Who will be the next Miss Vail Valley | VailDaily.com
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Who will be the next Miss Vail Valley

Laura A. Ball
AE Megan Brooks PU 6-16
ALL |

VAIL – To find your fruit, you must go out on a limb. Former beauty queen Nicole Whitaker lives by the motto. “The only way you can succeed is by doing so,” said the 27-year-old Utah native, who credits much of her life’s success to competing in pageants in her youth. “In Utah, it’s just a thing girls do.” Whitaker, who wants girls in the Vail Valley to have the same opportunities she had, will host the first Miss Vail Valley pageant in October. “The connections it has given me have helped me to pursue the career of my dreams,” Whitaker said, who, along with earning thousands of dollars in scholarships to put toward her college education, which she had to pay for all on her own, has made lifelong relationships through competing. “I love to see a girl who somewhat believes in herself but doesn’t think her dreams are fully obtainable. I love to show her that these dreams are reachable – and you don’t even have to win.”If eight girls commit to the competition, Whitaker will be able to crown Miss Snow Country in addition to Miss Vail Valley. The winner(s) will be awarded $3,000 in scholarship money and would go on to compete in Miss Colorado in 2007 and from there, Miss America.The first attendant will receive $1,000; the second attendant will win $500; Miss Congeniality and the talent winner will be awarded $250; and Miss Photogenic will receive a professional portrait of herself.When Renee Crouch, 18, heard about the scholarship money, she signed up right away. “I really need the money for college,” said the recent Battle Mountain High School graduate who will attend the Colorado Christian University for vocal performance in the fall.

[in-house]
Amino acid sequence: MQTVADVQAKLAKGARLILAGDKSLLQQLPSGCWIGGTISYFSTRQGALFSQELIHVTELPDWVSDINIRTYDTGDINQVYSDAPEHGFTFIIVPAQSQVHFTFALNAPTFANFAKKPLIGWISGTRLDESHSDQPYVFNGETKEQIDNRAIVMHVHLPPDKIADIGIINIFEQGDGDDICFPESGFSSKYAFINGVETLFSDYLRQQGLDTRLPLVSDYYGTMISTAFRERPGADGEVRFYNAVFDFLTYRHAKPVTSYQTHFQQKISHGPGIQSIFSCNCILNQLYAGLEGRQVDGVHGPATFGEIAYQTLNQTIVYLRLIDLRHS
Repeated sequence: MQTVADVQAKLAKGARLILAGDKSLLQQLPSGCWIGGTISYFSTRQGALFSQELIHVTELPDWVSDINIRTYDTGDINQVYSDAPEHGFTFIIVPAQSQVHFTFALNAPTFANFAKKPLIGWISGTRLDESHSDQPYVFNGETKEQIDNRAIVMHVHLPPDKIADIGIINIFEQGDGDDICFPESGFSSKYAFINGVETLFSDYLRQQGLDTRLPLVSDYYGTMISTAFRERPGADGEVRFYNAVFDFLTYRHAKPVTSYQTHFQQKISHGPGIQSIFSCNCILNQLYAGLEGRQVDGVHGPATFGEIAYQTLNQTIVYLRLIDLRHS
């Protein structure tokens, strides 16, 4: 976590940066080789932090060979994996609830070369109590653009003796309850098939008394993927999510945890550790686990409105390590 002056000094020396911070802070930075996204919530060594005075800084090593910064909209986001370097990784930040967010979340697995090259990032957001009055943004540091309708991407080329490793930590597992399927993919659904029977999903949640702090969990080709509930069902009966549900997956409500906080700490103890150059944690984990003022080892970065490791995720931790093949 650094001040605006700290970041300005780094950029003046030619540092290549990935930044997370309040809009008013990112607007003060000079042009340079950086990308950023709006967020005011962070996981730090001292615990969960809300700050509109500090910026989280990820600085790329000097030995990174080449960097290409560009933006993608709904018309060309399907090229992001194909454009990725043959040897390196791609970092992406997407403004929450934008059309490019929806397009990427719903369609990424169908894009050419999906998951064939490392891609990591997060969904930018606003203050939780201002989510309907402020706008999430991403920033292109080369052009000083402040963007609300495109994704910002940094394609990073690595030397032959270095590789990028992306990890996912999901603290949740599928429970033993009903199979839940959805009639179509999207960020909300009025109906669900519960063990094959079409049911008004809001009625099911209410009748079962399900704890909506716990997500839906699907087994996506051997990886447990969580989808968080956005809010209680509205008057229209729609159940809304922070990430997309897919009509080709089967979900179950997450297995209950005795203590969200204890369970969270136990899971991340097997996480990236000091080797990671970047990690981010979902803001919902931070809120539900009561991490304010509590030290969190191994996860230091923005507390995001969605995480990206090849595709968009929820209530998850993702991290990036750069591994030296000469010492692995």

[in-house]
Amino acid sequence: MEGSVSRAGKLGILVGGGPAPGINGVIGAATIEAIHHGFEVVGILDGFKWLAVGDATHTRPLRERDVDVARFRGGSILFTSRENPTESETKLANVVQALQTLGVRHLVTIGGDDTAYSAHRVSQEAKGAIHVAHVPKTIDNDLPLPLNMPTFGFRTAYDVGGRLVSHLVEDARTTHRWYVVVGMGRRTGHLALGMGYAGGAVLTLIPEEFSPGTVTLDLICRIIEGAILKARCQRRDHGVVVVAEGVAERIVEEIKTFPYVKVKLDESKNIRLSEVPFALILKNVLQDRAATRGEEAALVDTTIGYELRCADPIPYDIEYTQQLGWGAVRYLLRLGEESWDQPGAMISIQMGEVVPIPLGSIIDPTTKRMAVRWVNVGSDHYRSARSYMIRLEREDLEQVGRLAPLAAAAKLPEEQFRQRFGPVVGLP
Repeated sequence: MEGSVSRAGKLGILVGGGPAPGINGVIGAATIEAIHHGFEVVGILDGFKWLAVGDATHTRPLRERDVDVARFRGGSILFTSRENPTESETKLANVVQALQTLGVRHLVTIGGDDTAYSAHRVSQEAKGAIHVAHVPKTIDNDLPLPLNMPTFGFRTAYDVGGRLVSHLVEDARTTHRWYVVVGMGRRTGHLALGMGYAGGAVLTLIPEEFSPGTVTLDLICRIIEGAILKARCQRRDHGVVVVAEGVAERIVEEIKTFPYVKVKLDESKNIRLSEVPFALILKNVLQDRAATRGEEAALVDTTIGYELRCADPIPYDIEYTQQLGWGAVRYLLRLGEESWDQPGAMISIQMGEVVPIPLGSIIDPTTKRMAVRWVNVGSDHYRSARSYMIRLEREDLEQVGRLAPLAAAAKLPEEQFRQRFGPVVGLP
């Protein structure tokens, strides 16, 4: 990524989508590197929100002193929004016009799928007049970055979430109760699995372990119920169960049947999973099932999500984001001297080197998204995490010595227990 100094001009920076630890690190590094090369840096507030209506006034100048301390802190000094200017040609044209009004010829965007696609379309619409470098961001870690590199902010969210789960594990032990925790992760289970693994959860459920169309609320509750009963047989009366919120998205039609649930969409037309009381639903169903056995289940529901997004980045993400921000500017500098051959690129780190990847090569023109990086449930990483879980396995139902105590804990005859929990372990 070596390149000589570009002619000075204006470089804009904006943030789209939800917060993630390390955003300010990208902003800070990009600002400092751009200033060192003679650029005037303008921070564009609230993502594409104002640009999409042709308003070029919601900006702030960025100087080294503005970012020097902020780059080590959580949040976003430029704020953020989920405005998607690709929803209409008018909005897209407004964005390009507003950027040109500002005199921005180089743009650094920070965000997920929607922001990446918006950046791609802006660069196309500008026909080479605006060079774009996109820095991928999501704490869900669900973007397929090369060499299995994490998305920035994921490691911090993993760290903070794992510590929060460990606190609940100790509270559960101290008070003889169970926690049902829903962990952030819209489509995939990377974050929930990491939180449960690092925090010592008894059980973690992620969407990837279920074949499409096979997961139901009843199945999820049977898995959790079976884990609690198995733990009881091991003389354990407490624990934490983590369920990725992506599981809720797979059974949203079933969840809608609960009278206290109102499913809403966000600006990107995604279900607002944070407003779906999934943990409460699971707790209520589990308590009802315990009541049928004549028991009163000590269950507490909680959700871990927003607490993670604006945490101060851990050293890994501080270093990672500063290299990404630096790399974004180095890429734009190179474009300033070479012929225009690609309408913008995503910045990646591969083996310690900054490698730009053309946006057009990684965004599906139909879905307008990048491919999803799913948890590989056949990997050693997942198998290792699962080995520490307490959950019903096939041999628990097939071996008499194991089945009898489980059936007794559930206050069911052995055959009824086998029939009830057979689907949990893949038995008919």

But it’s not just about the money, Crouch said, she’s always wanted to be in a pageant. “Getting together with all the girls. It sounds like fun.”Eighteen-year-old Megan Brooks said she’s also looking for money for school, but she sees it as a good way to interact with the valley one last time before going to college. The 2006 Battle Mountain graduate will attend the University of Colorado in the fall and will join the CU Express Dance Team. “Growing up in the Vail Valley, all I’ve seen is sports and more sports, not anything like pageants,” she said.Brooks is attending orientation Wednesday to decide if she is interested in competing.Lauren Prewitt, 17, has decided to trade in her uniform for an evening gown, also enticed to earn some money for school. “I’m usually on a basketball court or on a field somewhere. I’ve always been the athlete, the daddy’s girl, the team captain,” Prewitt said, who will attend Colorad State University in the fall. “It will be a different transition to be doing my hair and wearing a dress, but it’ll be fun. I’m excited.”